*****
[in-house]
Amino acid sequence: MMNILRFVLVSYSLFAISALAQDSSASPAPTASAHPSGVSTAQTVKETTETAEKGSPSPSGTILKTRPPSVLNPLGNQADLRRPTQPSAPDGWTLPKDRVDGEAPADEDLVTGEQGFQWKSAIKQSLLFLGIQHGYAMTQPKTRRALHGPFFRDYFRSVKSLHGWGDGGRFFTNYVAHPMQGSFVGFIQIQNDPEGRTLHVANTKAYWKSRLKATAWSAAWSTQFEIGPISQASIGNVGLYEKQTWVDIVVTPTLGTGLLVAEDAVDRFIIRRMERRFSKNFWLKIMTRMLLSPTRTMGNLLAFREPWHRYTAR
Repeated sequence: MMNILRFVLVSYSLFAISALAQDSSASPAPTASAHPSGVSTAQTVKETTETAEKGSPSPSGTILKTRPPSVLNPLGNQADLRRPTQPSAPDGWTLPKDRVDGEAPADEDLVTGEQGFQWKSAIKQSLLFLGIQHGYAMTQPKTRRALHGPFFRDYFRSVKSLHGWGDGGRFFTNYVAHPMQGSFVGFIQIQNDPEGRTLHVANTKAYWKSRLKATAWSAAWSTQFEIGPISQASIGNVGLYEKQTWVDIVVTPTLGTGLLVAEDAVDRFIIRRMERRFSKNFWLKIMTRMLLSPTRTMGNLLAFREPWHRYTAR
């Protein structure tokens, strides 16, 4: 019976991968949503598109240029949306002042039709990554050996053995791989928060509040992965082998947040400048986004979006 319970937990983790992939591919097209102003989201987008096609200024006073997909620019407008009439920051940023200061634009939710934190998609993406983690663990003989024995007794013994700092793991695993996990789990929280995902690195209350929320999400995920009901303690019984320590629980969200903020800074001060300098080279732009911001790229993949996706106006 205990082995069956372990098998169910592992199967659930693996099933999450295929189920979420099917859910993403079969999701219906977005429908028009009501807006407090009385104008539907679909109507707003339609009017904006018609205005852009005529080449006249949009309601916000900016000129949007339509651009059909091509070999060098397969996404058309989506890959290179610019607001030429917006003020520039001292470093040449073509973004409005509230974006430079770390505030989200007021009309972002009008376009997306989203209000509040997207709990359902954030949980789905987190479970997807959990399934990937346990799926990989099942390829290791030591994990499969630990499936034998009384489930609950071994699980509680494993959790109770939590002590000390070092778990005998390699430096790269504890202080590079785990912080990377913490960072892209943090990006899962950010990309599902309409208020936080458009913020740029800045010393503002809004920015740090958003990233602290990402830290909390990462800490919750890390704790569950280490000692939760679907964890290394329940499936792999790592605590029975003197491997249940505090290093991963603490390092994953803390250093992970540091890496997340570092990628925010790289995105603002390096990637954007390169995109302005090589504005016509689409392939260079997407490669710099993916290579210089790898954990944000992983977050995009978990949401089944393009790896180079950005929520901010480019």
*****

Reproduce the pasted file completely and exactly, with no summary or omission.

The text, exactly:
[in-house]
Amino acid sequence: MMNILRFVLVSYSLFAISALAQDSSASPAPTASAHPSGVSTAQTVKETTETAEKGSPSPSGTILKTRPPSVLNPLGNQADLRRPTQPSAPDGWTLPKDRVDGEAPADEDLVTGEQGFQWKSAIKQSLLFLGIQHGYAMTQPKTRRALHGPFFRDYFRSVKSLHGWGDGGRFFTNYVAHPMQGSFVGFIQIQNDPEGRTLHVANTKAYWKSRLKATAWSAAWSTQFEIGPISQASIGNVGLYEKQTWVDIVVTPTLGTGLLVAEDAVDRFIIRRMERRFSKNFWLKIMTRMLLSPTRTMGNLLAFREPWHRYTAR
Repeated sequence: MMNILRFVLVSYSLFAISALAQDSSASPAPTASAHPSGVSTAQTVKETTETAEKGSPSPSGTILKTRPPSVLNPLGNQADLRRPTQPSAPDGWTLPKDRVDGEAPADEDLVTGEQGFQWKSAIKQSLLFLGIQHGYAMTQPKTRRALHGPFFRDYFRSVKSLHGWGDGGRFFTNYVAHPMQGSFVGFIQIQNDPEGRTLHVANTKAYWKSRLKATAWSAAWSTQFEIGPISQASIGNVGLYEKQTWVDIVVTPTLGTGLLVAEDAVDRFIIRRMERRFSKNFWLKIMTRMLLSPTRTMGNLLAFREPWHRYTAR
């Protein structure tokens, strides 16, 4: 019976991968949503598109240029949306002042039709990554050996053995791989928060509040992965082998947040400048986004979006 319970937990983790992939591919097209102003989201987008096609200024006073997909620019407008009439920051940023200061634009939710934190998609993406983690663990003989024995007794013994700092793991695993996990789990929280995902690195209350929320999400995920009901303690019984320590629980969200903020800074001060300098080279732009911001790229993949996706106006 205990082995069956372990098998169910592992199967659930693996099933999450295929189920979420099917859910993403079969999701219906977005429908028009009501807006407090009385104008539907679909109507707003339609009017904006018609205005852009005529080449006249949009309601916000900016000129949007339509651009059909091509070999060098397969996404058309989506890959290179610019607001030429917006003020520039001292470093040449073509973004409005509230974006430079770390505030989200007021009309972002009008376009997306989203209000509040997207709990359902954030949980789905987190479970997807959990399934990937346990799926990989099942390829290791030591994990499969630990499936034998009384489930609950071994699980509680494993959790109770939590002590000390070092778990005998390699430096790269504890202080590079785990912080990377913490960072892209943090990006899962950010990309599902309409208020936080458009913020740029800045010393503002809004920015740090958003990233602290990402830290909390990462800490919750890390704790569950280490000692939760679907964890290394329940499936792999790592605590029975003197491997249940505090290093991963603490390092994953803390250093992970540091890496997340570092990628925010790289995105603002390096990637954007390169995109302005090589504005016509689409392939260079997407490669710099993916290579210089790898954990944000992983977050995009978990949401089944393009790896180079950005929520901010480019």